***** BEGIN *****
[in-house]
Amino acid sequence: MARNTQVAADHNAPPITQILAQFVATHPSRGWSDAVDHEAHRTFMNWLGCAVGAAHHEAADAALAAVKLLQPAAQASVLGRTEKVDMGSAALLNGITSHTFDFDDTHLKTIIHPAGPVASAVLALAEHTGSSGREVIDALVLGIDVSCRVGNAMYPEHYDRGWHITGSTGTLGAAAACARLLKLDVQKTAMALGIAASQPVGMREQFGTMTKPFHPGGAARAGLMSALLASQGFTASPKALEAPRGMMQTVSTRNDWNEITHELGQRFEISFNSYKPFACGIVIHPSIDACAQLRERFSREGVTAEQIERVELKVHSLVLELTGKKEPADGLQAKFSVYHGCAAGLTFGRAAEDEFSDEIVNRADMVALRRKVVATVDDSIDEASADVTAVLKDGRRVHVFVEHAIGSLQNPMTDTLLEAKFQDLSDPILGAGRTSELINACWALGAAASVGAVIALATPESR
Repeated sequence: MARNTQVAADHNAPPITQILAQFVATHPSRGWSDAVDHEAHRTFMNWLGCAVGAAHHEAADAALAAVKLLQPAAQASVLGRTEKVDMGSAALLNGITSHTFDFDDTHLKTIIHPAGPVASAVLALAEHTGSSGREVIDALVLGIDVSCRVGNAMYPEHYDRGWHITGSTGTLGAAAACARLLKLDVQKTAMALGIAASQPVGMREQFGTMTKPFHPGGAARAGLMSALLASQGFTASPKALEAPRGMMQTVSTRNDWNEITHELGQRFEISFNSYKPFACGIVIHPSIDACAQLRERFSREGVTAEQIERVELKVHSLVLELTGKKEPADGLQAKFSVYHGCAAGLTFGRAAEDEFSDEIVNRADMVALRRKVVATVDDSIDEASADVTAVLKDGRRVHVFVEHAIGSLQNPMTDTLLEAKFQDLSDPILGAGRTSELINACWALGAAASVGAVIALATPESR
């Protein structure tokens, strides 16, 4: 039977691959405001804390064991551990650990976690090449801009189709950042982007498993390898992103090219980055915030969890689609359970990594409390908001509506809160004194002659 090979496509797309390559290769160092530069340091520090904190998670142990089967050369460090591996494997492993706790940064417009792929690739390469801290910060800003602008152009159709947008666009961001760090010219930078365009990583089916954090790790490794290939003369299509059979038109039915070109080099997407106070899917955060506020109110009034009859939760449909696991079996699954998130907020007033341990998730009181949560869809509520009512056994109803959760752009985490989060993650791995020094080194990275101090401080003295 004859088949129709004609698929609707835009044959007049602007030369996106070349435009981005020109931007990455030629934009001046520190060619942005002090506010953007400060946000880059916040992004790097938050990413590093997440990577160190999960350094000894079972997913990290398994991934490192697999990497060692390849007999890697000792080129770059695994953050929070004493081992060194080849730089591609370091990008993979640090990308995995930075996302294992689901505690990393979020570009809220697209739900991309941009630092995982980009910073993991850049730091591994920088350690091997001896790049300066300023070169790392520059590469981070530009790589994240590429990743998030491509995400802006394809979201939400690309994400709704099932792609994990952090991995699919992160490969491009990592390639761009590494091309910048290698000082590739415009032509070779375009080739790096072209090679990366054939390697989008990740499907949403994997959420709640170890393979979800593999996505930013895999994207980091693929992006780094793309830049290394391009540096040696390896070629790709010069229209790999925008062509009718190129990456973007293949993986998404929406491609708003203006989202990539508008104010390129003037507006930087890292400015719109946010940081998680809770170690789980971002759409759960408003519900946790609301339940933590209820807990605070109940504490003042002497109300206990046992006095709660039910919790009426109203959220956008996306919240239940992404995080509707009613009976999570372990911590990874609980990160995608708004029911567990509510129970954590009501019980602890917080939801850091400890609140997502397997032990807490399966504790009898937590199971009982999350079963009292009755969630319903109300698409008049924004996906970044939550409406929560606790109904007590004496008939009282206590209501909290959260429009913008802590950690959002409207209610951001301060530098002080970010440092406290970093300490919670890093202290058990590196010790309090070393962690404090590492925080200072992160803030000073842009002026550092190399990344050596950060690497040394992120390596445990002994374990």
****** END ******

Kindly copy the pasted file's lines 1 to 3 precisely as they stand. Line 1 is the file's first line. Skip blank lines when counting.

[in-house]
Amino acid sequence: MARNTQVAADHNAPPITQILAQFVATHPSRGWSDAVDHEAHRTFMNWLGCAVGAAHHEAADAALAAVKLLQPAAQASVLGRTEKVDMGSAALLNGITSHTFDFDDTHLKTIIHPAGPVASAVLALAEHTGSSGREVIDALVLGIDVSCRVGNAMYPEHYDRGWHITGSTGTLGAAAACARLLKLDVQKTAMALGIAASQPVGMREQFGTMTKPFHPGGAARAGLMSALLASQGFTASPKALEAPRGMMQTVSTRNDWNEITHELGQRFEISFNSYKPFACGIVIHPSIDACAQLRERFSREGVTAEQIERVELKVHSLVLELTGKKEPADGLQAKFSVYHGCAAGLTFGRAAEDEFSDEIVNRADMVALRRKVVATVDDSIDEASADVTAVLKDGRRVHVFVEHAIGSLQNPMTDTLLEAKFQDLSDPILGAGRTSELINACWALGAAASVGAVIALATPESR
Repeated sequence: MARNTQVAADHNAPPITQILAQFVATHPSRGWSDAVDHEAHRTFMNWLGCAVGAAHHEAADAALAAVKLLQPAAQASVLGRTEKVDMGSAALLNGITSHTFDFDDTHLKTIIHPAGPVASAVLALAEHTGSSGREVIDALVLGIDVSCRVGNAMYPEHYDRGWHITGSTGTLGAAAACARLLKLDVQKTAMALGIAASQPVGMREQFGTMTKPFHPGGAARAGLMSALLASQGFTASPKALEAPRGMMQTVSTRNDWNEITHELGQRFEISFNSYKPFACGIVIHPSIDACAQLRERFSREGVTAEQIERVELKVHSLVLELTGKKEPADGLQAKFSVYHGCAAGLTFGRAAEDEFSDEIVNRADMVALRRKVVATVDDSIDEASADVTAVLKDGRRVHVFVEHAIGSLQNPMTDTLLEAKFQDLSDPILGAGRTSELINACWALGAAASVGAVIALATPESR